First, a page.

Monterey 2024

1966 Ferrari 275 GTB/6C Alloy by Scaglietti

United States | Monterey, California



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  • The most coveted and rare specification of all 275 GTB two-cams; the second of only 10 examples specified from new with alloy coachwork, six carburetors, and a torque-tube driveshaft
  • Ferrari Classiche Red Book-certified authenticating the matching-numbers six-carburetor V-12 engine
  • Multi-year restoration by marque experts Patrick Ottis and Brian Hoyt completed in 2011
  • Winner of an FCA Platinum Award, the Coppa Bella Macchina Award, and the Coppa GT Award
  • Exhibited at the Cavallino Classic and the Pebble Beach Concours d’Elegance
  • Well-documented provenance by Ferrari historian Marcel Massini with several long-term owners


As one of the marque’s most dynamic classic roadgoing models, the Ferrari 275 GTB has long been celebrated for its extended touring capabilities, race-bred performance, and captivating aesthetics. Officially introduced at the Paris Salon in October 1964, the new berlinetta was powered by a 3.3-liter development of the Colombo-designed short-block V-12 engine, and it was Maranello’s first road car to be equipped with an independent rear suspension and a weight-saving transaxle. Scaglietti’s coachwork to a Pininfarina design was a clear evolution of the breathtakingly beautiful 250 GTO, featuring a long front deck with covered headlamps, a raked windshield, and pronounced rear fender haunches.

After several months of feedback, Ferrari conducted a mild redesign of the 275 GTB during mid-1965. Most obviously, the nose was lengthened in an effort to reduce front-end lift at high speed. Secondarily, a new transmission design with CV joints was implemented to prevent vibrations that had often developed with the original solid-propshaft configuration. Unfortunately, this modification did not entirely solve the vibration problem, so beginning with chassis number 08305 a solid torque tube was introduced. This solution proved to be much more effective, becoming the standard configuration through remaining two-cam production, as well as with the four-cam cars that followed.

Ferrari offered its sporting clientele several performance options that now distinguish certain 275 examples with an increased performance envelope, rarity, and corresponding collectability. These options primarily included aluminum alloy coachwork and a six-carburetor intake (as opposed to the standard three-carburetor set-up). The rare 275 examples that were so equipped are now recognized as 275 GTB/6C Alloys, and they hold a special cachet among the other 275 examples, as the ultimate specification of an already-potent Prancing Horse.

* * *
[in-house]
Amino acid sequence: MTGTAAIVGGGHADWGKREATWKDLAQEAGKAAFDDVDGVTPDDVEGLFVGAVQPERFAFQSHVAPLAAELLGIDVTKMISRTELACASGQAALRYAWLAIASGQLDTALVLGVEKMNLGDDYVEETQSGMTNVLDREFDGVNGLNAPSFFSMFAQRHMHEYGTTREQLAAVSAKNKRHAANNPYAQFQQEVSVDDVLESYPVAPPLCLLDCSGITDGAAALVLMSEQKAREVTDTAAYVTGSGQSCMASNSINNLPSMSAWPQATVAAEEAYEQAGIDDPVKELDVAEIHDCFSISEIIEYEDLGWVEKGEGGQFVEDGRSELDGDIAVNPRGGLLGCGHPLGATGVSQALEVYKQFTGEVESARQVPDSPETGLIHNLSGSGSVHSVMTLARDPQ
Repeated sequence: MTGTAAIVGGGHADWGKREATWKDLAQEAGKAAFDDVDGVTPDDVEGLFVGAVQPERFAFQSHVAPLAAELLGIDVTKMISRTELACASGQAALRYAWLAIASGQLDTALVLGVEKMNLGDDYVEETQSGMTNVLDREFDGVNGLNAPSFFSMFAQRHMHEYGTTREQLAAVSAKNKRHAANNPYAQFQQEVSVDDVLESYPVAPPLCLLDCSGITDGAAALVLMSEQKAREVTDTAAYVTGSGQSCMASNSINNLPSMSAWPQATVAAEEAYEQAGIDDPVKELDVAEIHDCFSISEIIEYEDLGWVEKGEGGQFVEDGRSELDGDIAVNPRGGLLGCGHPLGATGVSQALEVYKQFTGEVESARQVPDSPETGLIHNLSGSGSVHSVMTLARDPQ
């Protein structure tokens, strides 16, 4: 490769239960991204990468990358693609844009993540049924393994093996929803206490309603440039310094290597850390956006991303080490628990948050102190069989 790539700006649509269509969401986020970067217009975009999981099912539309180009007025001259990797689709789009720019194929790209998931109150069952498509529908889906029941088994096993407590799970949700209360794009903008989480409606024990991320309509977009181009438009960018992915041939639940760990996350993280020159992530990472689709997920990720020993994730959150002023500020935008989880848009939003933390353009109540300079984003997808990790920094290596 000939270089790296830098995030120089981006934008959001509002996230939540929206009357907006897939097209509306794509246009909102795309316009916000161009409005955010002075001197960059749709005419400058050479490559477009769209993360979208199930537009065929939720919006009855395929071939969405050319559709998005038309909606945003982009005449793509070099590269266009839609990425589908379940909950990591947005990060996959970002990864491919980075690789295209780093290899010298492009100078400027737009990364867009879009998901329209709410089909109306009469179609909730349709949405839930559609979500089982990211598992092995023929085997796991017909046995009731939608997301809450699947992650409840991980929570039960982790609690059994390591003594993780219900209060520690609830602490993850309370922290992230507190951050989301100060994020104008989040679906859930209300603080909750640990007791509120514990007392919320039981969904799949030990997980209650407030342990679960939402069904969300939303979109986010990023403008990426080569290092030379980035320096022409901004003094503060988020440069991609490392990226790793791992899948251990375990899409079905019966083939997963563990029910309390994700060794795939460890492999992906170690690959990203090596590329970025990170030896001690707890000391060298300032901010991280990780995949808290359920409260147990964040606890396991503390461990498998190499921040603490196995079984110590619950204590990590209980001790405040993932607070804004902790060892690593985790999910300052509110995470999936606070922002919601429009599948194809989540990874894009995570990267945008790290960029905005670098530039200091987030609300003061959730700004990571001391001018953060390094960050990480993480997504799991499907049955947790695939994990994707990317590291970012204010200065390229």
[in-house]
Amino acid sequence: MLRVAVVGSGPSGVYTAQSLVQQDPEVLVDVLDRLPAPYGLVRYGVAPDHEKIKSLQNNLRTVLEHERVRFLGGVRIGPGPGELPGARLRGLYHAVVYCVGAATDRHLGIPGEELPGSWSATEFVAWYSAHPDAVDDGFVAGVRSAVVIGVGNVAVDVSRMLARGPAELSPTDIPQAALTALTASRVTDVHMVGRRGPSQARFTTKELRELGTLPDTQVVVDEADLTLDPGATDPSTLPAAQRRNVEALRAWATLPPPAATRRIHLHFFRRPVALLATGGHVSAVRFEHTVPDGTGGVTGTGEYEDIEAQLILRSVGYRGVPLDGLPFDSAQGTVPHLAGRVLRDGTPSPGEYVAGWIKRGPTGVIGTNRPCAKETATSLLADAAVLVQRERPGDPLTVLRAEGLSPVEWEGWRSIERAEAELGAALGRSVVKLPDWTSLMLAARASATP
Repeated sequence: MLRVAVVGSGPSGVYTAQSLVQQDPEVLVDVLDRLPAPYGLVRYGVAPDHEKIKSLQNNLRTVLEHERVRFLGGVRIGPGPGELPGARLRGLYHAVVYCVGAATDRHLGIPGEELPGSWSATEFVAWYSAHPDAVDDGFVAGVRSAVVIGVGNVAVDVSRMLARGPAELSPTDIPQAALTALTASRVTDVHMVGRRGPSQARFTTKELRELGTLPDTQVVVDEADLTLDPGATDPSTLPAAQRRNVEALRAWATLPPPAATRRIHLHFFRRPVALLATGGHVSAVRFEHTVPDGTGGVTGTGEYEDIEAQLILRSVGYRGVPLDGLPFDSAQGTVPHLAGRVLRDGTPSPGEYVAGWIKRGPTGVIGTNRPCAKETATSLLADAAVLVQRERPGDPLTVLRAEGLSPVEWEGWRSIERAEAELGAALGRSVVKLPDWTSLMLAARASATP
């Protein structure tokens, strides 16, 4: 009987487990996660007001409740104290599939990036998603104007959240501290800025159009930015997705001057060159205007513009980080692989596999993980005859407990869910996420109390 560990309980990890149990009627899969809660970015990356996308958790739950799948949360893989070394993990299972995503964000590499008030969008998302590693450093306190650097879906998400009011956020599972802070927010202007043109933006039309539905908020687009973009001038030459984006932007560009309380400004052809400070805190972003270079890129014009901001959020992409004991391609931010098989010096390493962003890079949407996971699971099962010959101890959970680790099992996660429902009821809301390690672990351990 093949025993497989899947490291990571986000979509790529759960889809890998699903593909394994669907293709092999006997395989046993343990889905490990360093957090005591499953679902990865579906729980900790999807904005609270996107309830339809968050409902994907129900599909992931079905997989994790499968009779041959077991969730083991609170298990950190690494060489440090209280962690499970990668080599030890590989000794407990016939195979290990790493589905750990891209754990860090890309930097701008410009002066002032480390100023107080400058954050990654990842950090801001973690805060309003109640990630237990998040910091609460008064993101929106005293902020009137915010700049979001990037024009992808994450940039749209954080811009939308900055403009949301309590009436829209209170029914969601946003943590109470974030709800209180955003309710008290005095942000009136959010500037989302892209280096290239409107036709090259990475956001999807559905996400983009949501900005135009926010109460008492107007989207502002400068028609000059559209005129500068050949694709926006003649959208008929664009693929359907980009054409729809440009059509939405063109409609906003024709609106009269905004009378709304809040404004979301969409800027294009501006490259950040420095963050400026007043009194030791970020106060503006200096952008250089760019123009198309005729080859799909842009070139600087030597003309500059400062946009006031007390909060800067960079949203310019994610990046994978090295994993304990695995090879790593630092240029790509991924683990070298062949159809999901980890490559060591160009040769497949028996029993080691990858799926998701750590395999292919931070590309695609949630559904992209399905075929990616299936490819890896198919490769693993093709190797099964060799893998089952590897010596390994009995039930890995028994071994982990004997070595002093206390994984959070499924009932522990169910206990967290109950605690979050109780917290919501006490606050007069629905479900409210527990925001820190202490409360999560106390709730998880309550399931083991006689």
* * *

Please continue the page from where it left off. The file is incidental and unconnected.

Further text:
Continuing to benefit from a Platinum-awarded restoration performed by two of the most significant names in the collectable Ferrari niche, as well as a 2019 certification by Ferrari Classiche, this breathtaking GTB boasts the most desirable design configuration of Maranello’s celebrated two-cam 275. According to the research of model expert Dyke Ridgley, chassis number 08343 is the eighth car to be completed with the updated torque-tube driveshaft. It is furthermore just the second of 10 examples fitted with the torque tube that were also aspirated with six carburetors and clothed in lightweight aluminum alloy coachwork, forever sealing its long-term desirability.

As corroborated by a history report on file written by Ferrari expert Marcel Massini, this long-nose 275 GTB was appointed with instruments in kilometers and trimmed with full leather seats. Finished in Bianco Polo Park paint and upholstered in Nero vaumol leather, the berlinetta was originally sold new via Auto-Becker, the official marque importer in Düsseldorf, Germany.